Ed Sheeran wins ‘Let’s Get It On’ copyright infringement trial

Ed Sheeran departs after speaking to the media outside New York Federal Court after wining his copyright infringement trial
Ed Sheeran departs after speaking to the media outside New York Federal Court after wining his copyright infringement trial Copyright John Minchillo/AP
Copyright John Minchillo/AP
By David MouriquandAP
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The verdict caps a two-week trial that had Sheeran saying he'd quit music if he didn't win.


British singer Ed Sheeran didn't steal key components of Marvin Gaye’s classic 1970s tune 'Let’s Get It On' to create his hit song 'Thinking Out Loud', a jury said with a trial verdict in New York.

Sheeran, 32, joked later that he won't have to follow through on his threat to quit music.

As jurors left the courtroom in front of him, Sheeran smiled, nodded his head at several of them, and mouthed the words: “Thank you.”

He also approached plaintiff Kathryn Townsend Griffin, the daughter of Ed Townsend, who co-created the 1973 soul classic with Gaye and had testified. They spoke about 10 minutes, hugging and smiling and, at one point, clasping their hands together.

Sheeran later addressed reporters outside the courthouse, revisiting his claim made during the trial that he would consider quitting songwriting if he lost the case.

“I am obviously very happy with the outcome of this case, and it looks like I'm not going to have to retire from my day job, after all. But at the same time, I am unbelievably frustrated that baseless claims like this are allowed to go to court at all,” the singer said, reading from a prepared statement.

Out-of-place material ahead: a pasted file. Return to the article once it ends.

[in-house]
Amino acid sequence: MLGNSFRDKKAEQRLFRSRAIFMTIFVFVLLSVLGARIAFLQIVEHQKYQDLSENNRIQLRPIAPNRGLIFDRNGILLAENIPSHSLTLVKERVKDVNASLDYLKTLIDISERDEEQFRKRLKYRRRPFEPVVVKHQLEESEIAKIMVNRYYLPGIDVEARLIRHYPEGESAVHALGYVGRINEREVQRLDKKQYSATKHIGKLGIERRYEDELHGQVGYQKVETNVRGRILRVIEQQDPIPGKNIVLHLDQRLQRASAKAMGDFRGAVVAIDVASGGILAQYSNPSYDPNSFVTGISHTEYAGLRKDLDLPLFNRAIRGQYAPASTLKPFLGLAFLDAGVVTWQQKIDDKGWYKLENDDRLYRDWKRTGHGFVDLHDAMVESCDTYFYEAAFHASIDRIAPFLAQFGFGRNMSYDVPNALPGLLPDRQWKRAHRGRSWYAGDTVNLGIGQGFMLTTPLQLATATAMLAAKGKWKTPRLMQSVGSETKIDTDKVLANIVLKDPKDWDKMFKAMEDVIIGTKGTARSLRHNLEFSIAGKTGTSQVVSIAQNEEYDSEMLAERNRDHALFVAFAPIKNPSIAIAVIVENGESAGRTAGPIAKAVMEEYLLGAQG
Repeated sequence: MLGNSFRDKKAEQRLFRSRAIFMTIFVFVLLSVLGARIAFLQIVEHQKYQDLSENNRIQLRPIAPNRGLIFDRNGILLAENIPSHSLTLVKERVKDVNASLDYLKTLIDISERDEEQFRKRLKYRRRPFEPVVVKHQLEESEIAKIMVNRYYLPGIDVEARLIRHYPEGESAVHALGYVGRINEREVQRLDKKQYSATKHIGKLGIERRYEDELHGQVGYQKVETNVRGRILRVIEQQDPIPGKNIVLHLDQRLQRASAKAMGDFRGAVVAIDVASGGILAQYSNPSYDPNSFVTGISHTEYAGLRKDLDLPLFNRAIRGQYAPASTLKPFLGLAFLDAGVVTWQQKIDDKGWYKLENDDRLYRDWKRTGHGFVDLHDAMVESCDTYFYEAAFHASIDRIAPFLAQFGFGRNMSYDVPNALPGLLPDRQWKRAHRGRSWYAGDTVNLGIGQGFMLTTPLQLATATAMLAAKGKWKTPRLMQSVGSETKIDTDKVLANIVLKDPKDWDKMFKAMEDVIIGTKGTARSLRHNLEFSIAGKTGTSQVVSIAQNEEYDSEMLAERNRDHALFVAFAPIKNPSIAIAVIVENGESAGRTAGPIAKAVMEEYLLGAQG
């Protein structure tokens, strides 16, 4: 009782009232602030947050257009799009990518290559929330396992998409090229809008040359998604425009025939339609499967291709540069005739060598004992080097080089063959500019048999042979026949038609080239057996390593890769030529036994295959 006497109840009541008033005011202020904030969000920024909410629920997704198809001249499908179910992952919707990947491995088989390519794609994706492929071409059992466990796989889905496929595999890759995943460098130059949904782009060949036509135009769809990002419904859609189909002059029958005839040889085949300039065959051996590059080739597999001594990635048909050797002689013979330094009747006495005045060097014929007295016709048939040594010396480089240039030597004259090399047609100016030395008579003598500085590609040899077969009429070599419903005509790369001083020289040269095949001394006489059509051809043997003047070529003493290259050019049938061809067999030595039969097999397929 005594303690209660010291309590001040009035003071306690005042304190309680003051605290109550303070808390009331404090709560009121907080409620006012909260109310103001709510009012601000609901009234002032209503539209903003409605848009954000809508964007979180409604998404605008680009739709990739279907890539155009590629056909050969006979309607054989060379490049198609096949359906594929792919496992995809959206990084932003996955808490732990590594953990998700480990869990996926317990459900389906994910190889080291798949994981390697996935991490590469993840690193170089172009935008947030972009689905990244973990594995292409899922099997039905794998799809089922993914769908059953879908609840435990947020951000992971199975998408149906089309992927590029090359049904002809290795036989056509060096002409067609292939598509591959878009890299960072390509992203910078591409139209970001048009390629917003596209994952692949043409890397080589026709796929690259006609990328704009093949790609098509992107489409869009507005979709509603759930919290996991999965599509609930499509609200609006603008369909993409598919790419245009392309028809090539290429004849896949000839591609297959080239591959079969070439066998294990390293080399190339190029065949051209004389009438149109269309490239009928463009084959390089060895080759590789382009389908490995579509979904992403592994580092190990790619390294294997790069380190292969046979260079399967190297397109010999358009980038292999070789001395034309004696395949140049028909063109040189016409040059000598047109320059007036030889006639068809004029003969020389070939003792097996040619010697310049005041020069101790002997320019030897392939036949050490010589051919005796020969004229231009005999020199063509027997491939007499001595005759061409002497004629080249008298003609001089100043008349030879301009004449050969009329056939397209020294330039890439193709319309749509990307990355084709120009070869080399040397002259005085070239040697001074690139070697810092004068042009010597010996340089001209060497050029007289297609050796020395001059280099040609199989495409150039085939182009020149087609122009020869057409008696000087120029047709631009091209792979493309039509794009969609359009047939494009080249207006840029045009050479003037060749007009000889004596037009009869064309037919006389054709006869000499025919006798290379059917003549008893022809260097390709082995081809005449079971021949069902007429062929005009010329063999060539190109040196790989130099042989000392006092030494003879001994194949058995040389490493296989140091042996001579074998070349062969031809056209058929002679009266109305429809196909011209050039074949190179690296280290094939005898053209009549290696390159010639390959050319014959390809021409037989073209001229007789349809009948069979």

He also said he missed his grandmother's funeral in Ireland because of the trial, and that he “will never get that time back.”

John Minchillo/AP
Kathryn Townsend Griffin, daughter of singer and songwriter Ed Townsend, arrives to New York Federal CourtJohn Minchillo/AP

Inside the courthouse after the verdict, Griffin said she was relieved.

“I'm just glad it's over,” she said of the trial. “We can be friends.”

She said her copyright lawsuit wasn't personal but she wanted to follow through on a promise to her father to protect his intellectual property.

The verdict capped a two-week trial that featured a courtroom performance by Sheeran as the singer insisted, sometimes angrily, that the trial was a threat to all musicians who create their own music.

Sheeran sat with his legal team throughout the trial, defending himself against the lawsuit by Townsend's heirs, who had said 'Thinking Out Loud' had so many similarities to 'Let's Get It On' that it violated the song's copyright protection.

It was not the first court victory for a singer whose musical style draws from classic soul, pop and R&B, making him a target for copyright lawsuits. A year ago, Sheeran won a UK copyright battle over his 2017 hit 'Shape of You' and then decried what he labelled a “culture” of baseless lawsuits that force settlements from artists eager to avoid a trial's expense.

Outside court, Sheeran said he doesn't want to be taken advantage of.

“I am just a guy with a guitar who loves writing music for people to enjoy," he said. “I am not and will never allow myself to be a piggy bank for anyone to shake.”

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